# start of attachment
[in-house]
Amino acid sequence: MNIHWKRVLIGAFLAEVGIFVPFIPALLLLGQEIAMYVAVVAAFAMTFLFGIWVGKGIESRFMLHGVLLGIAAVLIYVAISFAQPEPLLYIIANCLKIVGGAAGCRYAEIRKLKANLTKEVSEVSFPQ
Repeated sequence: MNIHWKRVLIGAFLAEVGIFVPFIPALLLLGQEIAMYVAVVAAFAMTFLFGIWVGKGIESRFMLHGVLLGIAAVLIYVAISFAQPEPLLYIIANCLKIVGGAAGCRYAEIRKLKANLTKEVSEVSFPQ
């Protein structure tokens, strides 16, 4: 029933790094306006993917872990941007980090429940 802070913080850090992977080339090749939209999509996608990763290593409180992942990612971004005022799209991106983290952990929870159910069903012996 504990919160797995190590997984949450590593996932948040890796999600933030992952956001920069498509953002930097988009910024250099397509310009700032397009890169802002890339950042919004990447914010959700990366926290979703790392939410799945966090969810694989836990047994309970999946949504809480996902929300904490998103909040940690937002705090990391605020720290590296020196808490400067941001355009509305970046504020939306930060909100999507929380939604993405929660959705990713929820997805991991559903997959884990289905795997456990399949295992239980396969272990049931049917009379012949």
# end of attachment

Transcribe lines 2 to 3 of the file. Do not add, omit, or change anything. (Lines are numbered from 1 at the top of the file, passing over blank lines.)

Amino acid sequence: MNIHWKRVLIGAFLAEVGIFVPFIPALLLLGQEIAMYVAVVAAFAMTFLFGIWVGKGIESRFMLHGVLLGIAAVLIYVAISFAQPEPLLYIIANCLKIVGGAAGCRYAEIRKLKANLTKEVSEVSFPQ
Repeated sequence: MNIHWKRVLIGAFLAEVGIFVPFIPALLLLGQEIAMYVAVVAAFAMTFLFGIWVGKGIESRFMLHGVLLGIAAVLIYVAISFAQPEPLLYIIANCLKIVGGAAGCRYAEIRKLKANLTKEVSEVSFPQ